CBN and Migraine

CBN and Migraine

Emerging research implicates deficiencies in the body’s endocannabinoid system (ECS) as a potential contributor to migraine. The ECS regulates critical functions like pain modulation, mood, memory, and more. When imbalanced, the ECS may fail to properly regulate these functions, possibly triggering migraine attacks.

Human Endocannabinoid System

Supplementing the ECS with specific cannabinoids like CBN (cannabinol) could help restore deficiencies linked to migraine.

https://www.ncbi.nlm.nih.gov/pmc/articles/PMC8949974/

 

WHAT IS CBN?

CBN is a non-psychoactive cannabinoid that is produced when THC (tetrahydrocannabinol) degrades over time. It is found in aged cannabis plants. Though research is still early, CBN shows promise in reducing inflammation and pain, relaxing muscles, improving sleep, and stabilizing mood – all of which could mitigate migraine.

Unlike the more well-known CBD (cannabidiol), CBN may be uniquely equipped to address migraine because of its heightened activity at CB1 receptors. CB1 receptors are primary targets of endocannabinoids and abundant in pain pathways of the brain and nervous system. In contrast to CBD, CBN demonstrates greater binding affinity and activity at CB1 receptors. This suggests that CBN may more directly impact endocannabinoid signaling involved in migraine pain. Through its agonist actions on CB1, CBN can regulate neuropeptides to suppress pain and inflammation. This key difference gives CBN potential advantages over CBD for restoring ECS balance. While more clinical research is still needed, CBN’s activity at CB1 receptors positions it as a promising therapeutic option for migraine relief.

Cerebral Tranquility utilizes CBN’s capabilities by combining hemp-derived CBN with melatonin that works synergistically to ease tension, calm nerves, and promote relaxation.

Let’s go through some research and properties of CBN that may prove to be beneficial for migraine treatment:

 

SLEEP

This study from 2023 is a double-blind, randomized-controlled trial examining the effects of cannabinol (CBN) alone and in combination with cannabidiol (CBD) on sleep quality.

CBN significantly reduced nighttime awakenings and overall sleep disturbance compared to placebo. The addition of CBD at any dose did not augment the effects of CBN - in fact, none of the combination products showed benefits over placebo on any outcome.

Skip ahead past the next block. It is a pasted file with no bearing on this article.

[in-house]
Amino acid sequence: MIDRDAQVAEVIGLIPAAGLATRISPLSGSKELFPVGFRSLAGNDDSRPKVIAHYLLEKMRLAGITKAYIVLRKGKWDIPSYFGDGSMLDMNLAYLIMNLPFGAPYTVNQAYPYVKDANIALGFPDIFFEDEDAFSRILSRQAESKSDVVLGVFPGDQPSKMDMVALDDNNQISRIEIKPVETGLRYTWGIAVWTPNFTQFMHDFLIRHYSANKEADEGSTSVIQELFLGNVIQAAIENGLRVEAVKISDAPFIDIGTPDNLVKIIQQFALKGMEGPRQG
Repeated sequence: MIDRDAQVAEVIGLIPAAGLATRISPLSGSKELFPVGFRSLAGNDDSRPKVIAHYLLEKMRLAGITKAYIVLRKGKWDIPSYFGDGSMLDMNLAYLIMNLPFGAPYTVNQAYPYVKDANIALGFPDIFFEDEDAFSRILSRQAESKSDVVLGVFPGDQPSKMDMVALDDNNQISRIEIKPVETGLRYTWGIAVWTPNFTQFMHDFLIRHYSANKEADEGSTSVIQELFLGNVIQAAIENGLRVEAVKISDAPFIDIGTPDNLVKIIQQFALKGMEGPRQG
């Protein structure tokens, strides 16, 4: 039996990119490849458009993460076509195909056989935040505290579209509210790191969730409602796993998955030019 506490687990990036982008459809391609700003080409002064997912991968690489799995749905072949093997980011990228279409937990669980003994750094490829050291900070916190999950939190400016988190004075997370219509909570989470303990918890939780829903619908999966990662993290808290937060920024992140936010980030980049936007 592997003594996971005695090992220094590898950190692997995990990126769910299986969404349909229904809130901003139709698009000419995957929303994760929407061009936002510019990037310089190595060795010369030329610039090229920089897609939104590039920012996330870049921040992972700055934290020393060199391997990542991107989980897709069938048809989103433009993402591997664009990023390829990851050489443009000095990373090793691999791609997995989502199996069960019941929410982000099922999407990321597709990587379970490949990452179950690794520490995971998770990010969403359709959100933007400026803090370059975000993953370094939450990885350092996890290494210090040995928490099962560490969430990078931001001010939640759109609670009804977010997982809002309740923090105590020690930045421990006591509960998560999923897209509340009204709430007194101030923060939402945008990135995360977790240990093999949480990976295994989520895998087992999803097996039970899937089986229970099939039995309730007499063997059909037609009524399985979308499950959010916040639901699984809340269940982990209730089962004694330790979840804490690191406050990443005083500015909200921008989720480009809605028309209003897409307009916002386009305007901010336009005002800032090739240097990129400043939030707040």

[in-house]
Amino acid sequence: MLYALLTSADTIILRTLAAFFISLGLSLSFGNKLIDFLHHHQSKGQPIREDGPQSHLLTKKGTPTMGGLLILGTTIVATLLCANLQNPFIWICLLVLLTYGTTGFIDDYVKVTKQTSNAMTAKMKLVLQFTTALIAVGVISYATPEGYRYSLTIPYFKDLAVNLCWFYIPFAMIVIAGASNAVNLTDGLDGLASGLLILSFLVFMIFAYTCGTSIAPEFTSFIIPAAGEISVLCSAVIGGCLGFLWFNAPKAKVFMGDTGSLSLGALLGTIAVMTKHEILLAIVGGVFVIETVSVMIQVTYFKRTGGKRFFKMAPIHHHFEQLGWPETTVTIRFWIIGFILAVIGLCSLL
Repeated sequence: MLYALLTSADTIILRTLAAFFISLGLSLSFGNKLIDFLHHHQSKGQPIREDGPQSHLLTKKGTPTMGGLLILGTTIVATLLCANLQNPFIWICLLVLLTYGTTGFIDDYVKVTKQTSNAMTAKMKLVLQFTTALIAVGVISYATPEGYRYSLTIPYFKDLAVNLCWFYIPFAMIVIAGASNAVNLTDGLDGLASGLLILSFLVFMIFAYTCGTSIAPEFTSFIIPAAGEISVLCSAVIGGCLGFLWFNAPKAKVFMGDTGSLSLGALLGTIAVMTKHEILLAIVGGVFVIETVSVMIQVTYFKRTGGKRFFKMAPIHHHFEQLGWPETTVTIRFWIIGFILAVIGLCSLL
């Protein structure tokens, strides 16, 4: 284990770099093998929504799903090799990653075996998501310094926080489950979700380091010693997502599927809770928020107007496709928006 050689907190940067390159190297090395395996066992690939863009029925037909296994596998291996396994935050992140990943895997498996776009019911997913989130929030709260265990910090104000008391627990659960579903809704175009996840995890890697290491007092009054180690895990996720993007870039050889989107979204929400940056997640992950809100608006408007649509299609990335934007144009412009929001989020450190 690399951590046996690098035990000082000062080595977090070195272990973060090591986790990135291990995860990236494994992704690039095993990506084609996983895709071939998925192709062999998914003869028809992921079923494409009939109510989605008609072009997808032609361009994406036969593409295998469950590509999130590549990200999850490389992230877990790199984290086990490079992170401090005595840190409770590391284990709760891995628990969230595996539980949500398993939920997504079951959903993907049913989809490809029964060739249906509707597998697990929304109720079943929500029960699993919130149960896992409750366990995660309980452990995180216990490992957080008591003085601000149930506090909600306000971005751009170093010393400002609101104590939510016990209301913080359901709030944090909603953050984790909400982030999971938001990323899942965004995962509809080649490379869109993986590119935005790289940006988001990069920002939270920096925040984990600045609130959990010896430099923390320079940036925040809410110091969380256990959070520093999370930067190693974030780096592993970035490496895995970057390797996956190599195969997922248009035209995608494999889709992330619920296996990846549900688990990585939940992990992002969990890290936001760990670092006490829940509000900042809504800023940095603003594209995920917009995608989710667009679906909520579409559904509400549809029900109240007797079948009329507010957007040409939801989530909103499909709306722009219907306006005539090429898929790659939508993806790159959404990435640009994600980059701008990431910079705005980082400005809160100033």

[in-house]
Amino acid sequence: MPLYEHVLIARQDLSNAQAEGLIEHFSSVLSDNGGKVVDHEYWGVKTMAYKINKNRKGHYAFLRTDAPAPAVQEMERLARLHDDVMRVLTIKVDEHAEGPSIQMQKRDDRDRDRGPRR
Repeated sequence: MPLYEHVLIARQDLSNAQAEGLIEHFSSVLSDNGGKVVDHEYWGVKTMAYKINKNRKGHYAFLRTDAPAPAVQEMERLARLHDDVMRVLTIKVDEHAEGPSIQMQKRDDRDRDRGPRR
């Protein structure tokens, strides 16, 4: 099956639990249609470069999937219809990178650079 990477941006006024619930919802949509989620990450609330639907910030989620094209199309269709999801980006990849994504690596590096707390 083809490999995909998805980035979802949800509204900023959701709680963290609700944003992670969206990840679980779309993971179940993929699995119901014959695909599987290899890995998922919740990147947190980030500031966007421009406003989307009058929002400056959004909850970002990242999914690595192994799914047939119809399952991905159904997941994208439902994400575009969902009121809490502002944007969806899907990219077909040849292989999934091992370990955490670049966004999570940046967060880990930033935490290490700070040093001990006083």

Source: https://pubmed.ncbi.nlm.nih.gov/37796540/

Not only did I notice the same with the addition of CBD, but it also seemed to have a deleterious effect. The more the CBD, the less the CBN worked.

 

ANTI-INFLAMMATORY

Another study from 2023 showed that CBN can mitigate inflammation by inhibiting the release of inflammatory cytokines, suppressing COX-2 activity (similar to how NSAIDs work), and modulating NLRP3 inflammasomes.  

Let’s look at how this may help with migraine.

  1. Inhibiting release of inflammatory cytokines: Migraine is believed to involve neuroinflammation mediated by cytokines like IL-1β, IL-6, and TNFα. By suppressing production and release of these cytokines, as shown in this study, CBN could reduce inflammatory signaling that contributes to migraine attacks.

 

  1. Suppressing COX-2 activity: COX-2 catalyzes formation of inflammatory prostaglandins like PGE2. PGE2 sensitizes nerves involved in migraine pain. By reducing COX-2 expression, CBN may decrease production of pain-promoting PGE2.

 

  1. Modulating NLRP3 inflammasome: Activation of the NLRP3 inflammasome in trigeminal ganglia nerves plays a role in migraine pathogenesis. The ability of CBN to inhibit NLRP3 inflammasome activation could alleviate neuroinflammation driving migraine headache.

Source: https://pubmed.ncbi.nlm.nih.gov/37764262/

 

PHARMOKINETICS

Another study from 2023 found that CBN produced detectable levels in plasma AND BRAIN after single and 14-day repeated oral doses. Plasma CBN levels peaked around 1.5 hours after dosing and there was no evidence of accumulation of CBN in plasma or brain tissue over the 14-day dosing period.

Therefore, we have evidence that CBN crosses the blood-brain barrier, reaches its peak in 1.5 hours, and doesn’t accumulate so daily dosing is recommended.

Source: https://pubmed.ncbi.nlm.nih.gov/37721988/

 

NEUROPROTECTION

Another 2023 study published in the British Journal of Clinical Pharmacology highlights the promising brain benefits of CBN.

In this study, researchers tested six different phytocannabinoids for their ability to protect rat brain cells (PC12 cells) from damage caused by amyloid beta, a toxic protein linked to Alzheimer's disease. They found that CBN was one of three compounds that offered significant neuroprotection.

Interestingly, CBN outperformed CBD when it came to defending brain cells against amyloid beta. The researchers also discovered that CBN directly interfered with amyloid beta aggregation, or clumping. Excess aggregation of amyloid beta leads to nerve cell injury in Alzheimer’s disease.

While CBD (like CBN) has antioxidant properties that protect the brain, this study showed it had little effect on amyloid beta toxicity and aggregation, so CBN seems superior for supporting brain health.